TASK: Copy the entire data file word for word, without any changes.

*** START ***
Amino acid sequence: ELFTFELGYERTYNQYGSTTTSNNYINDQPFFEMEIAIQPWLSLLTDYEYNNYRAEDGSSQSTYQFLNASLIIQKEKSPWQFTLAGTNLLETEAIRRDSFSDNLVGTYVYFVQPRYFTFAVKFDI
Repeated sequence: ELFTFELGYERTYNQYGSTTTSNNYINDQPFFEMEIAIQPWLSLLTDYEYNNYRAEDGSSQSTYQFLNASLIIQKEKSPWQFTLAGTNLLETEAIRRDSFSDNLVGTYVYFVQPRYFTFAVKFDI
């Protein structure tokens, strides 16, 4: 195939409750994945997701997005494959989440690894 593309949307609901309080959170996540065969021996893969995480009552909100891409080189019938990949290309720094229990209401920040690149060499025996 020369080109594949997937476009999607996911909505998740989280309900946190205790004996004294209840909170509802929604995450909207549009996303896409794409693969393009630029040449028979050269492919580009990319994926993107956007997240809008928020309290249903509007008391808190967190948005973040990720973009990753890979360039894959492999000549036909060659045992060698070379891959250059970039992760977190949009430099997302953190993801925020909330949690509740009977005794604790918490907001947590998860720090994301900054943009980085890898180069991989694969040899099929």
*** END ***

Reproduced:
Amino acid sequence: ELFTFELGYERTYNQYGSTTTSNNYINDQPFFEMEIAIQPWLSLLTDYEYNNYRAEDGSSQSTYQFLNASLIIQKEKSPWQFTLAGTNLLETEAIRRDSFSDNLVGTYVYFVQPRYFTFAVKFDI
Repeated sequence: ELFTFELGYERTYNQYGSTTTSNNYINDQPFFEMEIAIQPWLSLLTDYEYNNYRAEDGSSQSTYQFLNASLIIQKEKSPWQFTLAGTNLLETEAIRRDSFSDNLVGTYVYFVQPRYFTFAVKFDI
């Protein structure tokens, strides 16, 4: 195939409750994945997701997005494959989440690894 593309949307609901309080959170996540065969021996893969995480009552909100891409080189019938990949290309720094229990209401920040690149060499025996 020369080109594949997937476009999607996911909505998740989280309900946190205790004996004294209840909170509802929604995450909207549009996303896409794409693969393009630029040449028979050269492919580009990319994926993107956007997240809008928020309290249903509007008391808190967190948005973040990720973009990753890979360039894959492999000549036909060659045992060698070379891959250059970039992760977190949009430099997302953190993801925020909330949690509740009977005794604790918490907001947590998860720090994301900054943009980085890898180069991989694969040899099929």